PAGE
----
Review of a Self-Help Dropout

It’s as if Chris Hardwick asked WIRED, “Is there anything I can do to re-inspire confidence in your magazine with Jason Cobb?  He’s been reading your magazine since your covers featured tight-fisted EFF logos, even before Marc Andreesen launched Netscape. He’s the rebellious teenage hacker whose grown up to work in an office everyday, but still yearns for the fancifulness that only WIRED can bring.  Let me bring it to him.  Let me be the one.”  And so, we get “Diary of a Self-Help Dropout” by Chris Hardwick, freelance writer, comedian, and musician.

Its a review of three self-help books including Allen’s Getting things Done, a feature favorite and life changer for Jason Cobb and millions of others around the globe.  I busted out laughing on page 75 when he summarized Allen’s system for prioritization, “Explode my individual tasks into a philosophical framework incorporating my life’s ultimate purpose.  Oh, OK. That’s all I have to do.”  I’ve often felt the same way.  One more quote that just reeks of Jason is on page 77 when Hardwick says of menial tasks, “You might as well write a check to ‘Failure’.”  I think that if Jason just gives this issue a chance he might come to love WIRED again.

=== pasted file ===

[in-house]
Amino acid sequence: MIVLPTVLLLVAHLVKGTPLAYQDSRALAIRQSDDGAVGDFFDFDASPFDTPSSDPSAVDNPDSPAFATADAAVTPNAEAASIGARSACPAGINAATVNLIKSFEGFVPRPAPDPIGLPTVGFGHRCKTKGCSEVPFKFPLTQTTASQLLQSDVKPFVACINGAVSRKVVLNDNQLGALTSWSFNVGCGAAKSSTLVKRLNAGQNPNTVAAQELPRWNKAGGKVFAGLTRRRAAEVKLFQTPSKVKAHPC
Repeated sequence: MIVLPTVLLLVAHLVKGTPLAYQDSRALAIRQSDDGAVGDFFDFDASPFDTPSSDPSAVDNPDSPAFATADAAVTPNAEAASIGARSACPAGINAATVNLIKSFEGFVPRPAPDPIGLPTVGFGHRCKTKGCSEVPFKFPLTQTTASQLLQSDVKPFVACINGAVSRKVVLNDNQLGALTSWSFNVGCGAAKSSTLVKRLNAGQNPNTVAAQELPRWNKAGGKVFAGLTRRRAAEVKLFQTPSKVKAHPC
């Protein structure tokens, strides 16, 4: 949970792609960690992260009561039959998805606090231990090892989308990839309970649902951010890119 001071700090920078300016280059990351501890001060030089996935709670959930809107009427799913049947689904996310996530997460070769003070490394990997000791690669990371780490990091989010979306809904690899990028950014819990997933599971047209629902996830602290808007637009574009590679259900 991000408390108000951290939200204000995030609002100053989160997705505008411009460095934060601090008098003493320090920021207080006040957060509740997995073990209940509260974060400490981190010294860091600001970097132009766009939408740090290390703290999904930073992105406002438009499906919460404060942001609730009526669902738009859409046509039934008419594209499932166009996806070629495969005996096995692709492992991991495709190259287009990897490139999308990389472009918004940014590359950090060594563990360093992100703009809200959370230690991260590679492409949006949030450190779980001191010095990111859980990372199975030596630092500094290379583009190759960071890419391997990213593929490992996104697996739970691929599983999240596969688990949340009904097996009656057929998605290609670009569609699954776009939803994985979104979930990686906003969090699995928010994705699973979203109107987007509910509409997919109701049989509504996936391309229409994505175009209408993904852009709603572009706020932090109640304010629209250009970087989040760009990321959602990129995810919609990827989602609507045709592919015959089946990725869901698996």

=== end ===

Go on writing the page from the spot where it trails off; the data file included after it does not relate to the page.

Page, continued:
Best “Crash” Ever?

Jan 2009’s WIRED magazine sees more bells and whistles than ever before.  There are more things going on, each page filled with sub-boxes, clues to guide you through the choose-your-own adventure that editor Chris Anderson wants every issue to be.  The first article to stick out to me was by Scott Brown on page 66 entitled “Best Crash Ever.” What caught my eye was a reference to “The Great Facebook Panic!”. Okay, Scott, you have my attention.  Go on.  He does.  The premise of the story is to imagine what the new depression, which starts in 2008 will look like now that we are in the digital age, but around half-way through the article, something started sounding familiar.  The dystopian mix of technology and hard-times sounded like a sequel to Snow Crash and then it hit me.  Why not have a sequel to Snow Crash set in today’s “metaverse” and economic slowdown. When the only thing we are good at as a nation is programming and pizza delivery, it pays to have tight wheels, friends you can trust, and a fast connection – even if it means living in a U-Stor-It.

I emailed Scott Brown this message:

Great story in the Jan 2009 issue.  Wondered if “Crash” was a wink to Stephenson’s Snow Crash? I didn’t think about this until about half-way through when I realized how your article could be construed as a premise for a sequel to Neal’s epic.

And he replied a little over a month later:

Oh dude. I wish!